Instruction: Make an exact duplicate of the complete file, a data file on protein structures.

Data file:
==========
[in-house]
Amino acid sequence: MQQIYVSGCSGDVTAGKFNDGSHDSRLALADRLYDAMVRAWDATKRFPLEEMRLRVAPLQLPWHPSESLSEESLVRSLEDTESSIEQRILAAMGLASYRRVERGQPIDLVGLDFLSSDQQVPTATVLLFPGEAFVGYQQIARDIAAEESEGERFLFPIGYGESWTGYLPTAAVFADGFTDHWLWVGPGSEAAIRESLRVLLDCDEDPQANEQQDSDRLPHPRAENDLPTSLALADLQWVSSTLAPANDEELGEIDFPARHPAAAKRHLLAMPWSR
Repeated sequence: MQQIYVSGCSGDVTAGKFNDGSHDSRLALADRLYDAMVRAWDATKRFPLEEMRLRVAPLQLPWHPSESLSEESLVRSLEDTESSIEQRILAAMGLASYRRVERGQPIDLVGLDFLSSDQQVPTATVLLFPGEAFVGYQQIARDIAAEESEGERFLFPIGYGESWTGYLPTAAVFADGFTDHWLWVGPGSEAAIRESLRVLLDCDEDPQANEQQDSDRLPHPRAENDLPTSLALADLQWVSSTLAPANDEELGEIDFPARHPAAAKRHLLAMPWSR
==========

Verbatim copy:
[in-house]
Amino acid sequence: MQQIYVSGCSGDVTAGKFNDGSHDSRLALADRLYDAMVRAWDATKRFPLEEMRLRVAPLQLPWHPSESLSEESLVRSLEDTESSIEQRILAAMGLASYRRVERGQPIDLVGLDFLSSDQQVPTATVLLFPGEAFVGYQQIARDIAAEESEGERFLFPIGYGESWTGYLPTAAVFADGFTDHWLWVGPGSEAAIRESLRVLLDCDEDPQANEQQDSDRLPHPRAENDLPTSLALADLQWVSSTLAPANDEELGEIDFPARHPAAAKRHLLAMPWSR
Repeated sequence: MQQIYVSGCSGDVTAGKFNDGSHDSRLALADRLYDAMVRAWDATKRFPLEEMRLRVAPLQLPWHPSESLSEESLVRSLEDTESSIEQRILAAMGLASYRRVERGQPIDLVGLDFLSSDQQVPTATVLLFPGEAFVGYQQIARDIAAEESEGERFLFPIGYGESWTGYLPTAAVFADGFTDHWLWVGPGSEAAIRESLRVLLDCDEDPQANEQQDSDRLPHPRAENDLPTSLALADLQWVSSTLAPANDEELGEIDFPARHPAAAKRHLLAMPWSR